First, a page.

Lonely planet: Astronauts to simulate life on Mars for 8 months Tags: Health Mars NASA Science Space USA

Lonely planet: Astronauts to simulate life on Mars for 8 months

RT October 17, 2014 ShortURL

Reuters / NASA / Handout

For eight months, six astronauts will be essentially locked into a small dome in Hawaii as NASA attempts to study the consequences of living the quiet, lonely lifestyle that humans would experience on Mars.

Titled the Hawaii Space Exploration Analog and Simulation (HI-SEAS), the experiment will be NASA’s longest Mars-related simulation ever. It also happens to be the first time that a woman, 34-year-old Martha Lenio, is leading a Mars simulation project.

The project is intended to explore various elements that astronauts would have to cope with on a future mission to the Red Planet – including isolation, delayed communication times, lack of sunlight, teamwork, efficiency, and more.

READ MORE: NASA tests hibernation tech for future Mars mission

In fact, NASA’s priority is to conduct a “psychology study on team cohesiveness, our attitudes, and how we stick together,” Lenio told National Geographic.

Lenio added that the living space for the six astronauts is about 1,000 square feet. Inside are two washrooms, a dining area, a work area, a kitchen, and a bedroom for each individual that is essentially a “glorified closet.” There is one window in the entire dome, but looking outside won’t offer much comfort for astronauts: the dome is situated near the Mauna Loa volcano, and the barren landscape looks much like Mars’ own surface.

“The HI-SEAS site presents a remarkably high-fidelity environment for this type of long-duration space study,” University of Hawaii at Manoa’s Kim Binsted, who is also working on the study, said to local KHON2 News. “Looking out the single porthole window, all you can see are lava fields and Mauna Kea in the distance. Once the door is closed, and the faux airlock sealed, the silence and physical separation contribute to the ‘long way from home’ experience of our crew members.”

Astronauts will also be observed by researchers via body movement trackers, cameras, and electronic surveys, KHON2 reported.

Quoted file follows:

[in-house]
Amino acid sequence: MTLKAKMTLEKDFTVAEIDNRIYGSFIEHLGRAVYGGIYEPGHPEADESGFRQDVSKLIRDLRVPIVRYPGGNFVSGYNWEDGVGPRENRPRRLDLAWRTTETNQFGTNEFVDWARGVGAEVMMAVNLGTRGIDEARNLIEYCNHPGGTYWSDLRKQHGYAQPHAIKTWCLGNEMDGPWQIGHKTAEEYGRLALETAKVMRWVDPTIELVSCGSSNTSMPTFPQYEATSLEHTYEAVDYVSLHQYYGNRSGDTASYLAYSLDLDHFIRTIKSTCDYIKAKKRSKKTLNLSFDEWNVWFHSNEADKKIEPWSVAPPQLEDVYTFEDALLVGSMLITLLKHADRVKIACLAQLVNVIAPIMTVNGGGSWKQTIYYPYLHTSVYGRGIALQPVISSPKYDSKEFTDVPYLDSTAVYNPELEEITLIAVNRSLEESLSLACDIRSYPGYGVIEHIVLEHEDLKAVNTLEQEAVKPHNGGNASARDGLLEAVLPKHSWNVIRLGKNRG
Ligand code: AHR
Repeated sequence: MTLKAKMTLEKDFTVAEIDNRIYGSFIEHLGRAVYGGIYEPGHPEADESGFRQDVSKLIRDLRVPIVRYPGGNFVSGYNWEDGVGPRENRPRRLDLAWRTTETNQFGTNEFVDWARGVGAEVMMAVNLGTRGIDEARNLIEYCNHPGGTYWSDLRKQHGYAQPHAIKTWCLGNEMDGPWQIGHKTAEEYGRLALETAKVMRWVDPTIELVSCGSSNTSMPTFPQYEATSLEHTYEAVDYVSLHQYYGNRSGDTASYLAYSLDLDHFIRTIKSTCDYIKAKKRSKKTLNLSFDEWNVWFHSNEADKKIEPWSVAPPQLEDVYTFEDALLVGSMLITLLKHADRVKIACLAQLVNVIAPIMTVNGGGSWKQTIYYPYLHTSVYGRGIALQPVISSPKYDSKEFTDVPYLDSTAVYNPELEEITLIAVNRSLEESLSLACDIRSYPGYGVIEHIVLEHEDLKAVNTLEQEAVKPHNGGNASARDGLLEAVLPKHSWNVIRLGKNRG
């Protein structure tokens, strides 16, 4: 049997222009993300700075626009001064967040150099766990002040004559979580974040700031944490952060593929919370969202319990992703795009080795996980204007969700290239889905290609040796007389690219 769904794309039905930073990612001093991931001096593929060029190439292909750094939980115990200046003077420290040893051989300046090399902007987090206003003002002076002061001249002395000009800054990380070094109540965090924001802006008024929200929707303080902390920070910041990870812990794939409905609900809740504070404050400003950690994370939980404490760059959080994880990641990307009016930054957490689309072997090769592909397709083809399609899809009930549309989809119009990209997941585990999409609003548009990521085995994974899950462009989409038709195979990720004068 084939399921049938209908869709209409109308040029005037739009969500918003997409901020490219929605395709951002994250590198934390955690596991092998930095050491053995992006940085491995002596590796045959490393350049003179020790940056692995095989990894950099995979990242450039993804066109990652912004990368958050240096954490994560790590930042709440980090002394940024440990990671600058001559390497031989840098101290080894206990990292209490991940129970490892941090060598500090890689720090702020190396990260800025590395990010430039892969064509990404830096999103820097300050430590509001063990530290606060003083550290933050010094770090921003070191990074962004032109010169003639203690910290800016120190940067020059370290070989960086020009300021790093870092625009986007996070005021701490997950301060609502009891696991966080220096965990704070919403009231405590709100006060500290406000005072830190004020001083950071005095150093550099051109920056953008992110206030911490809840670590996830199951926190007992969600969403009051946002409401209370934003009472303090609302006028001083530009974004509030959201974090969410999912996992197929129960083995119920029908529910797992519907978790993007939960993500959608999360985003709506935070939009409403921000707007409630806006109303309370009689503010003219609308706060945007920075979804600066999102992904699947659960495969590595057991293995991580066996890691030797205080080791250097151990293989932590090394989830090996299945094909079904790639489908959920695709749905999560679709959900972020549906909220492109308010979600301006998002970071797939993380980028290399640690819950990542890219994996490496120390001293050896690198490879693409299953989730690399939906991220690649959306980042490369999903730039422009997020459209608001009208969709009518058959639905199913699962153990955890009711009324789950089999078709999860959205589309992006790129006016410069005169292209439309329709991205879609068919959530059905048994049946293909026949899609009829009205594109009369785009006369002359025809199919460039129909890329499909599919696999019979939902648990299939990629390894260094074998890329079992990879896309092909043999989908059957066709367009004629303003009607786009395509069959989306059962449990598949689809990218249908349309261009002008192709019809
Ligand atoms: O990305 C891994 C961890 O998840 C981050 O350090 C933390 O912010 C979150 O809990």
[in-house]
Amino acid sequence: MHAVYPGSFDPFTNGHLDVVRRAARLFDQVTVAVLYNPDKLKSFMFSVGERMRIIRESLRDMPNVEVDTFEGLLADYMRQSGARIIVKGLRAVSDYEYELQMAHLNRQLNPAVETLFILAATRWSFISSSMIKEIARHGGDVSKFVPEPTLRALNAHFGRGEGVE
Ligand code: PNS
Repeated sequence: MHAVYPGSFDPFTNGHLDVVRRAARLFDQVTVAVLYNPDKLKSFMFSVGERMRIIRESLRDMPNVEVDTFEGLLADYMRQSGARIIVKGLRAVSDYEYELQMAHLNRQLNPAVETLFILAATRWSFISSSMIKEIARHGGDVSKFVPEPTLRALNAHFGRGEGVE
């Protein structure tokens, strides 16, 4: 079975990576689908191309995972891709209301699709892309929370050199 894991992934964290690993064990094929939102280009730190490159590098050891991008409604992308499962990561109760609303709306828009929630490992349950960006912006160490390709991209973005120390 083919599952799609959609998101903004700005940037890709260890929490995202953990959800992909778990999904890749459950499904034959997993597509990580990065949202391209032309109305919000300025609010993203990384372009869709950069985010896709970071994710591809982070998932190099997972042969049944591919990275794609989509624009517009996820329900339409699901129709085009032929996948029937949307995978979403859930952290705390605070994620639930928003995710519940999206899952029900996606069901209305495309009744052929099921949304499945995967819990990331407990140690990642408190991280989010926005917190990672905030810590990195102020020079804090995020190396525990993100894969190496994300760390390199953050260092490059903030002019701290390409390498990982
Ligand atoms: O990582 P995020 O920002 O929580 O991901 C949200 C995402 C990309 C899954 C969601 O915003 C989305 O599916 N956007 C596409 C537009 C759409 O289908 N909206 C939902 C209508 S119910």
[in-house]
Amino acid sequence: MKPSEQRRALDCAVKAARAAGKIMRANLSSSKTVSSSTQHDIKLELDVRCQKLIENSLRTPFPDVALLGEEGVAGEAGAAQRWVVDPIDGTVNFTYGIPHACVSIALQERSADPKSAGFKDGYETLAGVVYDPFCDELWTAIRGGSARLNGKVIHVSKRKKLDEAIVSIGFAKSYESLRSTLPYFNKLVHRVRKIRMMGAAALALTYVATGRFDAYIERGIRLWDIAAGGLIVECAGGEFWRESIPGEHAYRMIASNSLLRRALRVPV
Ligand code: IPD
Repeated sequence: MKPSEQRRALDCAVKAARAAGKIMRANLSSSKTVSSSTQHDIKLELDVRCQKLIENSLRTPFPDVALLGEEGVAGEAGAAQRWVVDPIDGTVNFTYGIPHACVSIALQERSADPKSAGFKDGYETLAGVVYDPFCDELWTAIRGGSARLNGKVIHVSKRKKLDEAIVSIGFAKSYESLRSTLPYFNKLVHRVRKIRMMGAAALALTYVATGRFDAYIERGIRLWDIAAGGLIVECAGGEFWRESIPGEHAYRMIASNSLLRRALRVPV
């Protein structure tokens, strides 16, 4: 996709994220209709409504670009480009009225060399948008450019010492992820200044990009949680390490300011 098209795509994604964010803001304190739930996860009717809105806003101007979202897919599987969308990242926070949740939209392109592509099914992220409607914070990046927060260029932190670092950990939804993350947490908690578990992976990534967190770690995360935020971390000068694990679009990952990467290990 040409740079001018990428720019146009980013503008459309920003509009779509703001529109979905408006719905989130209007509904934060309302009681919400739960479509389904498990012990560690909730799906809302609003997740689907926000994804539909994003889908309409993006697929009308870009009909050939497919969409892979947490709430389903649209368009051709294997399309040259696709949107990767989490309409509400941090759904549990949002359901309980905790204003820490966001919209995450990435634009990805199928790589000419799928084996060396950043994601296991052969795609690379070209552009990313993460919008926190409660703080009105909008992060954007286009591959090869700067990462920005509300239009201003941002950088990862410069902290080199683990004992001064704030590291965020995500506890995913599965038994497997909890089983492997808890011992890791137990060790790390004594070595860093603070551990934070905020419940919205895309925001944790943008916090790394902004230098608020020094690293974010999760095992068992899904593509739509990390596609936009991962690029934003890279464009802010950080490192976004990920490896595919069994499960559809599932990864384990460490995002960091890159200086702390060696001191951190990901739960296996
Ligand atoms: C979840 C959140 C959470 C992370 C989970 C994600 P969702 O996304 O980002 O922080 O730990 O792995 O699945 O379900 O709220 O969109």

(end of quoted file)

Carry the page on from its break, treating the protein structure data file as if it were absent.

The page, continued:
Maintaining their health (and sanity) will be a top priority for the astronauts, who will have to make do with food that can stay for two or three years. In terms of water, the astronauts will receive rations of eight liters per day, which they will use for everything from cooking and drinking to showering and cleaning their clothes. An exercise bike and a treadmill are also available in the tiny living quarters.

Although there are clearly limitations that astronauts will have to cope with, Lenio is confident they will be successful. When asked if humans were able travel to Mars right now, she answered simply that they could.

A recent MIT study found the ambitious, privately-funded Mars One mission would encounter serious problems were it to try and establish a permanent human presence on the Red Planet by 2025. Researchers said that humans would begin dying in just a couple of months, since current technology is not where it needs to be for a sustainable presence.


Image from:

Image from:


However, Lenio noted that NASA is not looking to establish a permanent base on Mars, at least not with its first mission.

“NASA and other space agencies around the world are looking at a three-year trip to Mars. So the trip does not have to be completely sustainable yet,” she told National Geographic. “Also, resupplies, or sending supplies ahead separately, are both possible.”

“The study's findings don't faze me. One of my interests is sustainability, and the more sustainable we can make these missions, the better they will be. The better we get at recycling, or turning our waste into soil to grow more food, those are all lessons we can bring back to Earth.”

HI-SEAS is one of several experiments conducted to test humanity's ability to travel to Mars. Last year, a Russian team of astronauts ventured into the US to simulate life on the Red Planet via the international Mars Desert Research Station. Before that, the Mars-500 experiment packed astronauts away for 17 months to simulate a manned flight to the planet.

Elsewhere in the present day, NASA is also moving forward with experiments on deep sleep technology. If successful, the agency could potentially induce hibernation in astronauts for large portions of a six-month trip to Mars. As a result, less food, water, and other supplies would be needed, potentially reducing the mass of a flight by up to 400 tons.

Still, aerospace engineer Mark Schaffer at Spaceworks, which is working with NASA, cautioned that the technology is far from developed.

“We haven't had the need to keep someone in [hibernation] for longer than seven days,” he said earlier this month. “For human Mars missions, we need to push that to 90 days, 180 days. Those are the types of mission flight times we're talking about.”